Universal laws and architecture in complex networked systems

Effective layered architectures such as the brain seamlessly integrate high level goal and decision making and planning with fast lower level sensing, reflex, and action and facilitate learning, adaptation, augmentation (tools), and teamwork, while maintaining internal homeostasis.  This is all despite the severe demands such actions can put on the whole body’s physiology, and despite being implemented in highly energy efficient hardware that has distributed, sparse, quantized, noisy, delayed, and saturating sensing, communications, computing, and actuation. Similar layering extends downward into the cellular level, out into ecological and social systems, and many aspects of this convergent evolution will increasingly dominate our most advanced technologies. Simple demos using audience’s brains can highlight universal laws and architectures and their relevance to future network technologies.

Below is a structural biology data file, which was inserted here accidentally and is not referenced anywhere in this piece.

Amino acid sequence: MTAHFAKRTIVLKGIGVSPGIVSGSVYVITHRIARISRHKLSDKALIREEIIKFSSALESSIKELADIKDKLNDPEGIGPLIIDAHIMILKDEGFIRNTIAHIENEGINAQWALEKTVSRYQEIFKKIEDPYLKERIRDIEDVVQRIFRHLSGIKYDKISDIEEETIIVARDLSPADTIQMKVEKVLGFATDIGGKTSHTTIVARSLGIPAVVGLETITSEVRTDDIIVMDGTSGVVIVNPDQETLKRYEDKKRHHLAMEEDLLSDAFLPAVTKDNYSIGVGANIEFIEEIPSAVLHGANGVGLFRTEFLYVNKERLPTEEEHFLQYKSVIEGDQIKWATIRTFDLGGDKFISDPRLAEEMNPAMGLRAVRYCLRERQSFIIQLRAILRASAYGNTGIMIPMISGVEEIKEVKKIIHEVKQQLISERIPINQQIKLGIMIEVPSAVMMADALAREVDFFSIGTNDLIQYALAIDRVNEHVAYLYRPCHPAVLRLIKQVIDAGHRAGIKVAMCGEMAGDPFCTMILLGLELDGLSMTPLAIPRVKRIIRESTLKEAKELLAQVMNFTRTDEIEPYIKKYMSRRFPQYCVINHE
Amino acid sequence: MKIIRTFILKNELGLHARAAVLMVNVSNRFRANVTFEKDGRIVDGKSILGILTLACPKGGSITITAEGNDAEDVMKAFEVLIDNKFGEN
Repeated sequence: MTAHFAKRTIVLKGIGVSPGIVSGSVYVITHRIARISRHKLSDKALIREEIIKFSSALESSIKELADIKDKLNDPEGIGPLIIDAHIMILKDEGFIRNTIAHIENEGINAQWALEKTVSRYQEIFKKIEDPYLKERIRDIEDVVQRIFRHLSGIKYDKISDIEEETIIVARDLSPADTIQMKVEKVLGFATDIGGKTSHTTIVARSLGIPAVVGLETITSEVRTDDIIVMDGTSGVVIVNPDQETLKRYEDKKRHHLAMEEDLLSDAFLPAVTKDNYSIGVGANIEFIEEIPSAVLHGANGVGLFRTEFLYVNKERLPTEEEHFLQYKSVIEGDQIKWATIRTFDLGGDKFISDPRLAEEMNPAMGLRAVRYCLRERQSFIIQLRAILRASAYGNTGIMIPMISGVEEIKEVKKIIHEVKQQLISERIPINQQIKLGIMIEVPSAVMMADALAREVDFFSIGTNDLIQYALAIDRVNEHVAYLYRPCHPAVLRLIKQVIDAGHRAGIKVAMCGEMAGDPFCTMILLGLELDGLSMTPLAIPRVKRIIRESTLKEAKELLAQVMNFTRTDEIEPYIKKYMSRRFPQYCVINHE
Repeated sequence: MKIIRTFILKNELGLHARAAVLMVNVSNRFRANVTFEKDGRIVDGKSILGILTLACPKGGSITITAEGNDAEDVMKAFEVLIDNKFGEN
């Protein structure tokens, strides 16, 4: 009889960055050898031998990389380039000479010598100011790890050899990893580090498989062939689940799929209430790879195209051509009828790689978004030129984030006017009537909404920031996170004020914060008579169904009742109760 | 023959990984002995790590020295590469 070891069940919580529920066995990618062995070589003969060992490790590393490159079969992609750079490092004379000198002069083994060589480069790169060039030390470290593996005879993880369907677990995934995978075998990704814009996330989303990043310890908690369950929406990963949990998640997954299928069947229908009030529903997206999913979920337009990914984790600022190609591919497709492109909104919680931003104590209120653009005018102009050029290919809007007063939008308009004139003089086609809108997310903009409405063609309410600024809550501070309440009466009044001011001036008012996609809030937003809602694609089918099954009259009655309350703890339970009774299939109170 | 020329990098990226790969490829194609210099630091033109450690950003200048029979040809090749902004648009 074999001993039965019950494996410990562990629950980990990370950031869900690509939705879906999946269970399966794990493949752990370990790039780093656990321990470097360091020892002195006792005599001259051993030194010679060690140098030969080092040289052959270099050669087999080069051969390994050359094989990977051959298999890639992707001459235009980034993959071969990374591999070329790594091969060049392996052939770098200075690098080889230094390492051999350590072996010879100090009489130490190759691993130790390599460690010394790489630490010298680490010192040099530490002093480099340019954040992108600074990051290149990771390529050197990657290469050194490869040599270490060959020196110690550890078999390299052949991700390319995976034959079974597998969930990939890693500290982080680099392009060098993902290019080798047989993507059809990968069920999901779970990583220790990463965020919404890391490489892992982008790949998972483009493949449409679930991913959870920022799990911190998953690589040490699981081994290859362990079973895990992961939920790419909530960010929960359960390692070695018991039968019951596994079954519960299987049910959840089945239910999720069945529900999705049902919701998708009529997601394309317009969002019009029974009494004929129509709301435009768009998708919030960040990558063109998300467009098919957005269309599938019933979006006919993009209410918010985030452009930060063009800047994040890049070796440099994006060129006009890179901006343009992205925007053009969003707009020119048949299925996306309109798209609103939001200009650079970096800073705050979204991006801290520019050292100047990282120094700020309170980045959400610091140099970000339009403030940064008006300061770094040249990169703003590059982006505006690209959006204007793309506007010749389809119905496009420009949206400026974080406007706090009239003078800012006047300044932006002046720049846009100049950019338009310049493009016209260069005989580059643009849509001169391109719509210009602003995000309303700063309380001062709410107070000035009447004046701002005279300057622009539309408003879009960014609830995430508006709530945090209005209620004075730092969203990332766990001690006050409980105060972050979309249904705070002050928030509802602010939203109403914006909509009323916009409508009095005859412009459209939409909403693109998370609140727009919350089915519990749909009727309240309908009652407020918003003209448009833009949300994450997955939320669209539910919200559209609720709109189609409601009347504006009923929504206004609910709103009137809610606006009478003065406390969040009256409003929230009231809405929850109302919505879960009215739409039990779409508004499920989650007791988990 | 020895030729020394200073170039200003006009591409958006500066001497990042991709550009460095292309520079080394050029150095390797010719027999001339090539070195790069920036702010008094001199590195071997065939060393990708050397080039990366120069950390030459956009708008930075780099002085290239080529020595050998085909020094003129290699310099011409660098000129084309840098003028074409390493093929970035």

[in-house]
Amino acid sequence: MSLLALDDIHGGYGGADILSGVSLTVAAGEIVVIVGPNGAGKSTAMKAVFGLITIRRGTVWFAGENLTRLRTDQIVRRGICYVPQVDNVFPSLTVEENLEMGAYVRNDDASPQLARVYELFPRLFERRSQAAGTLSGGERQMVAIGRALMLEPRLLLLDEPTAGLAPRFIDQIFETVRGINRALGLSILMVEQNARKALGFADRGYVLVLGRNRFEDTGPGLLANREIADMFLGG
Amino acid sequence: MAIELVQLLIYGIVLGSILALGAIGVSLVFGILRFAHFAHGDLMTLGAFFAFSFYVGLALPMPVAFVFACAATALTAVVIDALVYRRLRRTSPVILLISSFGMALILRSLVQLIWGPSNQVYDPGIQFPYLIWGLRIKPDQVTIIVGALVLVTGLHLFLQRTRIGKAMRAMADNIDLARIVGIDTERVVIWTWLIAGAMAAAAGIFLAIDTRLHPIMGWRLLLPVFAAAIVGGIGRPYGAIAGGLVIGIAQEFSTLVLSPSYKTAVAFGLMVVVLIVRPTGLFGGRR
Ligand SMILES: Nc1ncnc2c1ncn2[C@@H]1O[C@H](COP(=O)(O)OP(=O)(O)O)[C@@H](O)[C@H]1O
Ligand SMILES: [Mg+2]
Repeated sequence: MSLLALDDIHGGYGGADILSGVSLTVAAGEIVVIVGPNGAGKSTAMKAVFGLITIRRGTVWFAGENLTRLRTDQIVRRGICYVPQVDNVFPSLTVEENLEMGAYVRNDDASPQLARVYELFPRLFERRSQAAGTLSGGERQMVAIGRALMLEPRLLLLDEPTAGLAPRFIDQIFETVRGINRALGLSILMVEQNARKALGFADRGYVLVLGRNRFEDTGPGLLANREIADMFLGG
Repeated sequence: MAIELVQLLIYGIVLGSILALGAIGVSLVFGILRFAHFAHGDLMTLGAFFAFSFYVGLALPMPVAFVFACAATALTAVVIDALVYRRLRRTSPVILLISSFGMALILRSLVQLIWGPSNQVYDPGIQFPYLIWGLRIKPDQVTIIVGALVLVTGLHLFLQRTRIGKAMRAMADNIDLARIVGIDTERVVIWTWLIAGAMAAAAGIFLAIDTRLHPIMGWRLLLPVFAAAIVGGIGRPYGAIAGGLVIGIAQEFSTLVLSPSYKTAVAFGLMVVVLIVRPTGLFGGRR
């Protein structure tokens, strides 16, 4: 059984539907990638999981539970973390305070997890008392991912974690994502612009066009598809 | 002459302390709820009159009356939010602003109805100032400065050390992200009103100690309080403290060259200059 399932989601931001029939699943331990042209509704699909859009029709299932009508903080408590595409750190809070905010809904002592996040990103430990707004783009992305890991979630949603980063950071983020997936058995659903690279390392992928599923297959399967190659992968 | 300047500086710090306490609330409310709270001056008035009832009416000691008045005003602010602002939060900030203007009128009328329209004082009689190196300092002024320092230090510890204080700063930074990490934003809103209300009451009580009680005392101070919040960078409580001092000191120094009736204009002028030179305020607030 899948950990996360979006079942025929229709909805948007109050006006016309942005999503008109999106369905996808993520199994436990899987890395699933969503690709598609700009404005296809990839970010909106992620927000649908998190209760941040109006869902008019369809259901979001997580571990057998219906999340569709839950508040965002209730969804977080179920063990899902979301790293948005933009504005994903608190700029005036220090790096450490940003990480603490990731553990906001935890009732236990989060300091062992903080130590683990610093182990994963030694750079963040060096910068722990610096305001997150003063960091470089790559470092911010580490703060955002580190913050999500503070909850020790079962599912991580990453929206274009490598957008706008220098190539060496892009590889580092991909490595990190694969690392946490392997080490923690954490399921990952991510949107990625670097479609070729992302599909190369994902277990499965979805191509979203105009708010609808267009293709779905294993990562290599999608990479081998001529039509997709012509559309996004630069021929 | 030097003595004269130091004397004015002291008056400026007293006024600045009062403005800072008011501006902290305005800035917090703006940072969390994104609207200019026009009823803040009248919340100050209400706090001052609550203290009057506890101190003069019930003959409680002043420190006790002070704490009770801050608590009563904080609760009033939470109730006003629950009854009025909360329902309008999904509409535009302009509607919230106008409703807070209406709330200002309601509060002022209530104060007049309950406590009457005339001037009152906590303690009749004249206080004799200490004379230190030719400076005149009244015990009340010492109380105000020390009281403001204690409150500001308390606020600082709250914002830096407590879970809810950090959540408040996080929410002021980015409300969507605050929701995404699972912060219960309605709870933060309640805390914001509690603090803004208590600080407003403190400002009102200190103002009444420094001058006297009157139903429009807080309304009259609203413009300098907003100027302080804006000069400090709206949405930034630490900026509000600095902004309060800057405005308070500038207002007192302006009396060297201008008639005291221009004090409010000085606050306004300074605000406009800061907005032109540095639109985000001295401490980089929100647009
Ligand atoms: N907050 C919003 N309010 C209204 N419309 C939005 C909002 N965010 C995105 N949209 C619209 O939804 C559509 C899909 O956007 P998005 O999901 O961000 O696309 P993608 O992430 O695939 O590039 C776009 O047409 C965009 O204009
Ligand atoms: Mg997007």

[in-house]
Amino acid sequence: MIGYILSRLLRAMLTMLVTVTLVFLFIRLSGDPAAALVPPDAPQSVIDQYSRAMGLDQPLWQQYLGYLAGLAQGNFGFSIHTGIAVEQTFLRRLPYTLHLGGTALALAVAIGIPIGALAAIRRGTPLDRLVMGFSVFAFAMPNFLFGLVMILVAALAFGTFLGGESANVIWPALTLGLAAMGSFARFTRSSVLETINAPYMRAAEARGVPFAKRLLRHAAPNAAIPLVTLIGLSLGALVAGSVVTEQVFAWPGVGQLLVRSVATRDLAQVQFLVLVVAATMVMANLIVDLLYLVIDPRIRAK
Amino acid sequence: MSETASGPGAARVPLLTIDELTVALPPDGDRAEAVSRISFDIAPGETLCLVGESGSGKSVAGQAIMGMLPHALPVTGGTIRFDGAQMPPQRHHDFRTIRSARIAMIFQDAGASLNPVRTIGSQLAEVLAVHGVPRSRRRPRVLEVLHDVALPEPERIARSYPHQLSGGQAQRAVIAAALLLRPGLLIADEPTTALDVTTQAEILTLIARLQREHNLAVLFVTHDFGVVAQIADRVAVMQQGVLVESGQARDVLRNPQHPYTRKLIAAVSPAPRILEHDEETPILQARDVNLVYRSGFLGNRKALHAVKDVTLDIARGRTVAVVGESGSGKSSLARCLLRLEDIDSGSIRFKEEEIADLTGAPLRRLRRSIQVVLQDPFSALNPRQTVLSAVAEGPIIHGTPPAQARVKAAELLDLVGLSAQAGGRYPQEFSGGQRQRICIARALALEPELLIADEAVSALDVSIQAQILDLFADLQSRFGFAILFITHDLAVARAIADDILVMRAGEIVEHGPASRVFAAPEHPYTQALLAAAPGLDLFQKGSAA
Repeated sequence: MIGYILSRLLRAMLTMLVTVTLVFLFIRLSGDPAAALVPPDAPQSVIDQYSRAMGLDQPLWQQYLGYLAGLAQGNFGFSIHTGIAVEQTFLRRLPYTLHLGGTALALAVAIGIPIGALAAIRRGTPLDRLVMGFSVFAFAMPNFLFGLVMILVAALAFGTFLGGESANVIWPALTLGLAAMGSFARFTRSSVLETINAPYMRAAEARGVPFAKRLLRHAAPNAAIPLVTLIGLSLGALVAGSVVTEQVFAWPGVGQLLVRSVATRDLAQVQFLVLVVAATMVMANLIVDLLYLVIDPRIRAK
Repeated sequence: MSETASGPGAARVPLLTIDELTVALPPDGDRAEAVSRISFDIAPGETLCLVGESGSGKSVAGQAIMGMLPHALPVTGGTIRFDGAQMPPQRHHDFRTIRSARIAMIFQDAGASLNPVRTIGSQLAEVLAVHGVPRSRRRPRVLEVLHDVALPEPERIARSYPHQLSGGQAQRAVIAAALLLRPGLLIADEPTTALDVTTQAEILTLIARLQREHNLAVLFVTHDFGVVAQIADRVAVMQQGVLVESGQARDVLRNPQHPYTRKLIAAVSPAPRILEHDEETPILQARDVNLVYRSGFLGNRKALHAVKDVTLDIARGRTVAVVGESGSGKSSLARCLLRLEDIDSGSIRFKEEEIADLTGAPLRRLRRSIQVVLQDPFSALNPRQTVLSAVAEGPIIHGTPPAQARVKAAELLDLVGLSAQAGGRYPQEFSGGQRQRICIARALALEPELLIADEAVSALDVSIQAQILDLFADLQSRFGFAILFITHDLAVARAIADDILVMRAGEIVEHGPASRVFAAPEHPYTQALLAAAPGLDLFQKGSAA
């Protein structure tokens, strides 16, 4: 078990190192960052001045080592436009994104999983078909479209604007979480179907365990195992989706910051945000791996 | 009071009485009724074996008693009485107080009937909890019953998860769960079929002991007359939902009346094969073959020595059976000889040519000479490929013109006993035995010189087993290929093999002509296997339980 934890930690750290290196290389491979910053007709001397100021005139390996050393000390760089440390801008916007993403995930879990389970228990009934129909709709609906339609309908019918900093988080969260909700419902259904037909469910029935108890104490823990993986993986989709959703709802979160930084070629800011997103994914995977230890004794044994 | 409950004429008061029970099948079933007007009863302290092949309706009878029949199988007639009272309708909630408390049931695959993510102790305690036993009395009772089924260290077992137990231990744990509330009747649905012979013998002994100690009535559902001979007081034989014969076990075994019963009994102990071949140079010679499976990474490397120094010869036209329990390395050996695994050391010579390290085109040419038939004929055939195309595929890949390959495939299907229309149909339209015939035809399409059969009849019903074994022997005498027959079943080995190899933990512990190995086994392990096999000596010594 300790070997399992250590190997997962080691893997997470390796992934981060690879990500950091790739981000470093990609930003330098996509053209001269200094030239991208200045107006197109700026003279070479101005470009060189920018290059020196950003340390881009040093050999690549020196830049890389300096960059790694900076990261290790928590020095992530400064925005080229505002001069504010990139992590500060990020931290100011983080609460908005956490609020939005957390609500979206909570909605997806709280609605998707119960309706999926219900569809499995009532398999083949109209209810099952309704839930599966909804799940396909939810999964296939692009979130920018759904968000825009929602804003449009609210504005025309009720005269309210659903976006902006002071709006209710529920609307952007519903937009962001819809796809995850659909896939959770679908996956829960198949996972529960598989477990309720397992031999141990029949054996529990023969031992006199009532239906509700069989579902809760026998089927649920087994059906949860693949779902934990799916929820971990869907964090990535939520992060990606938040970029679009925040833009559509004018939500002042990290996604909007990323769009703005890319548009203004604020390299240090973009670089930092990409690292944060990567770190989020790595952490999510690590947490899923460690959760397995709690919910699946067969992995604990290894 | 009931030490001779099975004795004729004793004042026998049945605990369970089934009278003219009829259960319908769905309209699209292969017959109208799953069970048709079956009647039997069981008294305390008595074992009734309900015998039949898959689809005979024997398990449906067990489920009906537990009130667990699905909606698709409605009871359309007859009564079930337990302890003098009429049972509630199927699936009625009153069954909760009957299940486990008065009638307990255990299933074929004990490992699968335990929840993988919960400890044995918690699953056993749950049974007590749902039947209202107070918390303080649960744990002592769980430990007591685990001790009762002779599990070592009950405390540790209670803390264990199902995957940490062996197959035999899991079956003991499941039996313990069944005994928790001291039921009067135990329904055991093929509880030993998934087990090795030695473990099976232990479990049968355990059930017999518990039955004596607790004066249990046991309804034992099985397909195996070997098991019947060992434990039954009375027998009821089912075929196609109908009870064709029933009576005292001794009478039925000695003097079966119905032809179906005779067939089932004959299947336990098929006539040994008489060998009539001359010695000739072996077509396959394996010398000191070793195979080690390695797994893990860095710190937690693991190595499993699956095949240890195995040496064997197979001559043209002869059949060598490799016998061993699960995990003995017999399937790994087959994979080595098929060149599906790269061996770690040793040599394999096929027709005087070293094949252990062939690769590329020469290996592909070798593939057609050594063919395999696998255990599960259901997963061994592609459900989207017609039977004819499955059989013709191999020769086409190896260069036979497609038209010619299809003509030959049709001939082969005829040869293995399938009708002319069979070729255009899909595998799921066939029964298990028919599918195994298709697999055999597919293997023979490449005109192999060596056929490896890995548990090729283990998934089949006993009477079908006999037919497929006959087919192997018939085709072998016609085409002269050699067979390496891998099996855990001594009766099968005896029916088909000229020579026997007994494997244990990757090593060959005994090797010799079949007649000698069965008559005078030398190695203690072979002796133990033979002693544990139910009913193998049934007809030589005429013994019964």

With this motivation, we’ll introduce a new unified theory of complex networks that integrates communications, control, and computation with applications to cyberphysical systems as well as neuroscience and biology.  Though based on completely different constraints arising from different environments, functions, and hardware, such systems face universal tradeoffs (laws) in dimensions such as efficiency, robustness, security, speed, flexibility, and evaluability. And successful systems share remarkable universals in architecture, including layering and localization, to effectively manage these tradeoffs.  The study and design of systems architectures have traditionally been the among the areas of engineering least guided by theory, and there is nothing remotely resembling a “science” of architecture.  Our aim is to fundamentally change this with new mathematics and applications, while still gaining valuable insights from both the art and evolution of successful architectures in engineering and biology.

The course is given within the LCCC focus period on Learning and Adaptation for Sensorimotor Control. Course responsible is Professor John Doyle from Caltech, USA. Teaching assistant is Yorie Nakahira from Caltech, USA.

The course will be taught at 10h30 - 15h00 on October 29-31 in the seminar room at the Department of Automatic Control (M:2112B).